“If we don’t, then we place all of our people at risk.”
The other man didn’t speak for a moment, his eyes narrowed as he let his gaze move over Alexandrious. “I didn’t mark you as one afraid of a mere human.”
“Not afraid of a single human, wary of the damage that this nest of humans, these hunters with a weapon that can kill us with a single strike, might do not just to my family, but yours and those sworn to Lilith.” Did the man not understand the risk…Even as he looked at Grantham, he couldn’t believe the level of arrogance that shone from the man’s eyes.
Grantham gestured to the simple rug and cushions scattered around the large meeting area. He didn’t wait for Alexandrious before he settled himself down on a well worn cushion, legs crossed and snapped his fingers at a passing woman. “Food, drink. Now girl!”
“Yes, lord,” she bowed over folded hands and scurried away, gaze lowered as she moved.
He inhaled, tasting the air as the girl hurried past him. Acrid and undeniable, the scent of fear clung to her skin. His hands clenched, the need to go after the woman, to find out what was wrong and make it right, pushed at him. But this wasn’t his home, his family, and there was little he could do without snatching her and bringing her back into the fold of the first family.
“Sit, sit, the girl will be back soon enough if you need anything else from her.”
A girl who was terrified of the men around her. He bit back the comment and settled down opposite Grantham. “You have more people here than I had counted on.” Far more than should have been possible unless…
“We’ve taken a few females here and there, turning them so that they might serve my sons and brothers.”
“A few?” He glanced back in the direction of the girl, who there was no sign of. “I’d say more than that.”
“Perhaps, but there has been reason.”
Alexandrious rolled out his shoulders and tried to push back the growing tension. The attacks, the claiming of human and women and turning them, those were the very reasons why the First Sons were focusing their attention on their people right now. “How many survived the change?”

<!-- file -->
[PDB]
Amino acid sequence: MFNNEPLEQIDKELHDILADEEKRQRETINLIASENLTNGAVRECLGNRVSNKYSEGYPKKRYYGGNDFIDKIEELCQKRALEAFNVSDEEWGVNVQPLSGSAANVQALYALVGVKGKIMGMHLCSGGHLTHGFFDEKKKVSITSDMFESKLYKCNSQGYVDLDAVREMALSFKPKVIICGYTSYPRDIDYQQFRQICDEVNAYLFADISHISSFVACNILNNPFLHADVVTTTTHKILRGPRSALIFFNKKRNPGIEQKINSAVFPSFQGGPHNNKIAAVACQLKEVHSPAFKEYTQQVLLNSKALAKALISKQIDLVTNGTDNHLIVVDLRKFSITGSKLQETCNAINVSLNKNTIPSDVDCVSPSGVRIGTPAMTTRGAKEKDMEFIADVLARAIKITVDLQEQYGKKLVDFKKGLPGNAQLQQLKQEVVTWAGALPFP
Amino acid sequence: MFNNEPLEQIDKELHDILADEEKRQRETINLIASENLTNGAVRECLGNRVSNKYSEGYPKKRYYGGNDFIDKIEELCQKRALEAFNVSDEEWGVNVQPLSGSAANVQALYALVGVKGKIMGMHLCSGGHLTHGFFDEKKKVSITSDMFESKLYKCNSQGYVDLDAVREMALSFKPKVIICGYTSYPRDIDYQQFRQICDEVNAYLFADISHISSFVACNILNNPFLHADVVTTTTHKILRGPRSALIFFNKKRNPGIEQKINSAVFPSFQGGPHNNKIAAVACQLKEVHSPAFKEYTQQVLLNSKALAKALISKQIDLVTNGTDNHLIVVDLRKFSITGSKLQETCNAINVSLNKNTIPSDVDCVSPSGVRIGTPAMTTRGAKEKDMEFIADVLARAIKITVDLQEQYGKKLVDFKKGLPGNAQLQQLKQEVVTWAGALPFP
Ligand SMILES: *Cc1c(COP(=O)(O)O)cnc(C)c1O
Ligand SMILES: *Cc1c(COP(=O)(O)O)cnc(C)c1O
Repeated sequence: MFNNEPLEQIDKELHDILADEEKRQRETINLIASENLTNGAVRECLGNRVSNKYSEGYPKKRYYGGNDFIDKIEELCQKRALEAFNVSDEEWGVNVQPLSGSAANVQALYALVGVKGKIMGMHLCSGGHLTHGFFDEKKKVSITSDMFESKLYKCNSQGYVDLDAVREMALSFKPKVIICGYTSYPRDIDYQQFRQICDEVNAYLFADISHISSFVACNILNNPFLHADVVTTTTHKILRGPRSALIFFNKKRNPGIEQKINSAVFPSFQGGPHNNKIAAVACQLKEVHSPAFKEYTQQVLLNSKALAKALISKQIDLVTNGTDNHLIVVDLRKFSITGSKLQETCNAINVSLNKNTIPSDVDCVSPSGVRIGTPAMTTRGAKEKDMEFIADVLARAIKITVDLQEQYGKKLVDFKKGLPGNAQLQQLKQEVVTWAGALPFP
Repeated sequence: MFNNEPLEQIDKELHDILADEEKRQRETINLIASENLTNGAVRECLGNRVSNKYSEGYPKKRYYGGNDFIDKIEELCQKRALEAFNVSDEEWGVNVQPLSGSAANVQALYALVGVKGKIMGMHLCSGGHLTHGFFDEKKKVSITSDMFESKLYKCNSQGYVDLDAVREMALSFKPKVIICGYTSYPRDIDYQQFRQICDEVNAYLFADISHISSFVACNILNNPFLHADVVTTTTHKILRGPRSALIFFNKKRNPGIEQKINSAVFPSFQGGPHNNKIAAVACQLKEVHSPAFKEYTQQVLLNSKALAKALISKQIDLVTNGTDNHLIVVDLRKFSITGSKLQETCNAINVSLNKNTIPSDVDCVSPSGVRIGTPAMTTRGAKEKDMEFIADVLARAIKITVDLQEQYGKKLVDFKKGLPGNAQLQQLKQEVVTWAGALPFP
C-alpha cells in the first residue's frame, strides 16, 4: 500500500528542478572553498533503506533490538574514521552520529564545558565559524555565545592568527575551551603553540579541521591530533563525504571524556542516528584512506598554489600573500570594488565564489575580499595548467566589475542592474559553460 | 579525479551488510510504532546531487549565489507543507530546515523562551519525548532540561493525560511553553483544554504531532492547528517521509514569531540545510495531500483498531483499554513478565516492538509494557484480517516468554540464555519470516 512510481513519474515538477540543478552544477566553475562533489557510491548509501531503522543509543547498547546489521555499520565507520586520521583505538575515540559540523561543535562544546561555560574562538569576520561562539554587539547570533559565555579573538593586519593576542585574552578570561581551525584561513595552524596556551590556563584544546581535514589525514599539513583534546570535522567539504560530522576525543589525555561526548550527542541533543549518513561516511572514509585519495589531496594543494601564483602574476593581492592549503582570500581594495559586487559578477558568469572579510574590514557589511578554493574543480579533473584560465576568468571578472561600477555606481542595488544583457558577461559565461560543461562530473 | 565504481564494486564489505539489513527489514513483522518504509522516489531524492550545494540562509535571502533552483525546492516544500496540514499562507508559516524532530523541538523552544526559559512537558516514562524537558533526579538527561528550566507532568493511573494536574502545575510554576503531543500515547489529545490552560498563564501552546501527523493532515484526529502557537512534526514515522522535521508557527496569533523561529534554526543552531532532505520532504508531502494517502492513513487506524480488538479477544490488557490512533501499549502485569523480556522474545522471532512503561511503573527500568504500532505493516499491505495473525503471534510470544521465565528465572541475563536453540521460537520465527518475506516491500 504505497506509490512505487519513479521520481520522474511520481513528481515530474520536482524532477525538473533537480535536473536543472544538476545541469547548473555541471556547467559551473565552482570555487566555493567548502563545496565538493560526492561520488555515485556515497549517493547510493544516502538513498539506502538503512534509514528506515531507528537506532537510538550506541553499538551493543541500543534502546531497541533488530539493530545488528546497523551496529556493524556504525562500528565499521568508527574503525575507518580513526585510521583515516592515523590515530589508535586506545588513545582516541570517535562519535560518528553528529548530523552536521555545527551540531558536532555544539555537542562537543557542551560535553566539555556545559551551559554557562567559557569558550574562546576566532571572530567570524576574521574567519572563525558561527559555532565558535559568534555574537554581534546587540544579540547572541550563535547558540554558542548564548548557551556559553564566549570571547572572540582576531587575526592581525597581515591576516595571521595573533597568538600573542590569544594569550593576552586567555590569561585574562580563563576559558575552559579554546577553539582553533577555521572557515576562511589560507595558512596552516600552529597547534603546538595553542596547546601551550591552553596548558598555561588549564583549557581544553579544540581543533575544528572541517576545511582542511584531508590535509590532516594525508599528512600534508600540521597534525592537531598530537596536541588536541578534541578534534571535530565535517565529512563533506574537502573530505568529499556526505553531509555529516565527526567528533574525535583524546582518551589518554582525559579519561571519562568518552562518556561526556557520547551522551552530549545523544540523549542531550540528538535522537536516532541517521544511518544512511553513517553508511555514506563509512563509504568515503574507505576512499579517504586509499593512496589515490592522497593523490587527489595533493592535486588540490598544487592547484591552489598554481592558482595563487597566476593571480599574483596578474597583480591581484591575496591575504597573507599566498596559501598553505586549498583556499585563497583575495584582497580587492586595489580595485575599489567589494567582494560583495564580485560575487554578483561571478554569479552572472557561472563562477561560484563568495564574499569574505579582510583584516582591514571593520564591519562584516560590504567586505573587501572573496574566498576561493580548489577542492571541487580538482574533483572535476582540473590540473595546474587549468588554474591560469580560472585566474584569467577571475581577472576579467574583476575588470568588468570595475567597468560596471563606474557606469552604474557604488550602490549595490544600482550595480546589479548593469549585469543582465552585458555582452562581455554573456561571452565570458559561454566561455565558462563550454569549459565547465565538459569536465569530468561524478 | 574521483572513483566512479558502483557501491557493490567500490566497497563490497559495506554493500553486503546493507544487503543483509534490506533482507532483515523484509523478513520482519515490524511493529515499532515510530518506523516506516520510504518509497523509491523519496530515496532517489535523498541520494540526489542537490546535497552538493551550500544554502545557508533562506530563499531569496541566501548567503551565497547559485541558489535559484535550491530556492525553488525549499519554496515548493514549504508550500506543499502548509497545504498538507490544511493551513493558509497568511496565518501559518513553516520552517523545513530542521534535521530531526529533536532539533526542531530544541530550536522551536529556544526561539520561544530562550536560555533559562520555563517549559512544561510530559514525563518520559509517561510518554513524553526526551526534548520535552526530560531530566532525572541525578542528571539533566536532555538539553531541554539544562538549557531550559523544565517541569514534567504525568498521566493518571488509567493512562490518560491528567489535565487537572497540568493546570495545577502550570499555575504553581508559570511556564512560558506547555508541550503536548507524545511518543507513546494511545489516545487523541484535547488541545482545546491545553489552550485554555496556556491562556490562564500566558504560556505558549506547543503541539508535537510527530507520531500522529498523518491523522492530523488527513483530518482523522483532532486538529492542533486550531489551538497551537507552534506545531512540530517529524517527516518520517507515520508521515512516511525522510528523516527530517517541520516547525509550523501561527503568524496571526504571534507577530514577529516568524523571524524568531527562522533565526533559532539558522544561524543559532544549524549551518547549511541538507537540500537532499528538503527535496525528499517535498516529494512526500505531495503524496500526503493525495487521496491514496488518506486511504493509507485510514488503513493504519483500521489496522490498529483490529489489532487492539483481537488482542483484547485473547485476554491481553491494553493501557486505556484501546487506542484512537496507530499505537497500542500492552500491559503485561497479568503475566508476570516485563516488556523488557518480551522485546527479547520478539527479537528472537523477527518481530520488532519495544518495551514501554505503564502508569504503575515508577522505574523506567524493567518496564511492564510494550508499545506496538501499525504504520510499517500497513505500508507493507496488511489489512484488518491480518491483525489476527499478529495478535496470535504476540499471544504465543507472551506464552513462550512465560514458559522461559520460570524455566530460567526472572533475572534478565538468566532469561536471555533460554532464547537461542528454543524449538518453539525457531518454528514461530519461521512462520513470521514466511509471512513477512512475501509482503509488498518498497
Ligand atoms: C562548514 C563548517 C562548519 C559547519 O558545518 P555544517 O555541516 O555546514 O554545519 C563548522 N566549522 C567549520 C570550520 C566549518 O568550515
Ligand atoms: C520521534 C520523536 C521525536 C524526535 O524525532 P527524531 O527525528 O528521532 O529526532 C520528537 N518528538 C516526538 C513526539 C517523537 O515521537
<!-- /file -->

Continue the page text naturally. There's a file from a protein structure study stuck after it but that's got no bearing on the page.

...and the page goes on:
Grantham’s eyes narrowed. “About forty percent, not that it matters. Their lives were pointless before they were brought into the fold.”
Useless? Not an uncommon belief among his kind, though not one he shared. “How many have you taken?” He needed to know, to understand what had caused the increase in attacks by the First Sons.
“In the last few years, perhaps thirty or forty. I lose count,” the other man shrugged.
Thirty or forty? No, it was more than that. Unless…”The others?”
“Females we’ve… reclaimed.”
“From the Daughters?” His hands clenched, the pieces falling into place.
“And other places.”
His women? Had any of them been from his family? He closed his eyes, reaching back through his memories. Had there been missing females? One or two, maybe more in the last twenty years. So where had the others come from? He shook his head, opened his eyes and met the arrogant gaze of the leader of Caine’s chosen. He wasn’t going to tell him the truth. Not anytime soon, if ever. “I see, well then, we have much to discuss. Far more than I believed at first.” Did the man not understand the problems he was causing? The risk he placed them all in? If he did, he obviously didn’t care.
“I see it differently. We have little to discuss, you’re welcome here as a man of our people, but you walk a very different path. You fail to keep your females in line and so have been softened by your choices.”
His jaw clenched but Alexandrious forced himself to remain calm, at least outwardly. “Yet it is my family that is the strongest. Both yours and the daughters are much smaller, a third of the size of our family.”
“For now.” Grantham snorted, his shoulders stiffening. “Sooner or later we will outnumber you and when that happens you will come crawling to us for protection.”
Is that what this was all about? By Caine, the man was a fool. Those who had broken off failed to understand the strength offered by remaining as a single family. Hadn’t that been one of the arguments that had led to the split in the first place? Caine’s chosen refused to allow the use of magic and Lilith’s daughter’s ignored the skills offered by male warriors. Both relegated half, if not more, of their people to a place of service. “Perhaps, but your fighting force will remain reduced.”
The other man frowned, his gaze moving to the woman who approached holding a carefully cradled tray filled with bowls, a pitcher and a small plate. “Females have no place in battle. They are meant to serve, to please and produce sons.”
“Yet the women of my home are trained to defend not just themselves but their children. Perhaps if you permitted…”
“No, giving them such leeway would also tempt them to break our rules of behavior. It will not happen here. Not whilst I lead this family.”